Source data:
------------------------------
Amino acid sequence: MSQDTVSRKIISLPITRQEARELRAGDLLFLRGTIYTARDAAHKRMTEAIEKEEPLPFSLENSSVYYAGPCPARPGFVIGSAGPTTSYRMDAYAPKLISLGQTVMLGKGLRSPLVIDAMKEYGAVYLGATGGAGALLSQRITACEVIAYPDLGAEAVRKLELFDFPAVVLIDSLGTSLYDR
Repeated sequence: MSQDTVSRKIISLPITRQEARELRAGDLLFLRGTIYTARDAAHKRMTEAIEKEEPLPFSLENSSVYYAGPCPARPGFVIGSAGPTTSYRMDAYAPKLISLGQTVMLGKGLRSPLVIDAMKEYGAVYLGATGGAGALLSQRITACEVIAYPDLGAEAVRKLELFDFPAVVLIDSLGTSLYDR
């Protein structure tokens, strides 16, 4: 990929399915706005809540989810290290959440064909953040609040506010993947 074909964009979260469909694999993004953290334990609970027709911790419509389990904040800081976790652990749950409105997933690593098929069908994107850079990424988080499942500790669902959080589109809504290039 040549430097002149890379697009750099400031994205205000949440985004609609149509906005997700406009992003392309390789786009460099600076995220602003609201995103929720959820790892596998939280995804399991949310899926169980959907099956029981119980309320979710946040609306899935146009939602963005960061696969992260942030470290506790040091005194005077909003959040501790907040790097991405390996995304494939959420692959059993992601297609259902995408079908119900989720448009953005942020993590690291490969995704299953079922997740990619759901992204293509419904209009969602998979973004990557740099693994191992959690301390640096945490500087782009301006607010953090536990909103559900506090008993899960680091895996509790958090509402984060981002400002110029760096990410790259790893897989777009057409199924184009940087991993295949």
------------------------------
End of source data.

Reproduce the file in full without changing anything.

Amino acid sequence: MSQDTVSRKIISLPITRQEARELRAGDLLFLRGTIYTARDAAHKRMTEAIEKEEPLPFSLENSSVYYAGPCPARPGFVIGSAGPTTSYRMDAYAPKLISLGQTVMLGKGLRSPLVIDAMKEYGAVYLGATGGAGALLSQRITACEVIAYPDLGAEAVRKLELFDFPAVVLIDSLGTSLYDR
Repeated sequence: MSQDTVSRKIISLPITRQEARELRAGDLLFLRGTIYTARDAAHKRMTEAIEKEEPLPFSLENSSVYYAGPCPARPGFVIGSAGPTTSYRMDAYAPKLISLGQTVMLGKGLRSPLVIDAMKEYGAVYLGATGGAGALLSQRITACEVIAYPDLGAEAVRKLELFDFPAVVLIDSLGTSLYDR
């Protein structure tokens, strides 16, 4: 990929399915706005809540989810290290959440064909953040609040506010993947 074909964009979260469909694999993004953290334990609970027709911790419509389990904040800081976790652990749950409105997933690593098929069908994107850079990424988080499942500790669902959080589109809504290039 040549430097002149890379697009750099400031994205205000949440985004609609149509906005997700406009992003392309390789786009460099600076995220602003609201995103929720959820790892596998939280995804399991949310899926169980959907099956029981119980309320979710946040609306899935146009939602963005960061696969992260942030470290506790040091005194005077909003959040501790907040790097991405390996995304494939959420692959059993992601297609259902995408079908119900989720448009953005942020993590690291490969995704299953079922997740990619759901992204293509419904209009969602998979973004990557740099693994191992959690301390640096945490500087782009301006607010953090536990909103559900506090008993899960680091895996509790958090509402984060981002400002110029760096990410790259790893897989777009057409199924184009940087991993295949």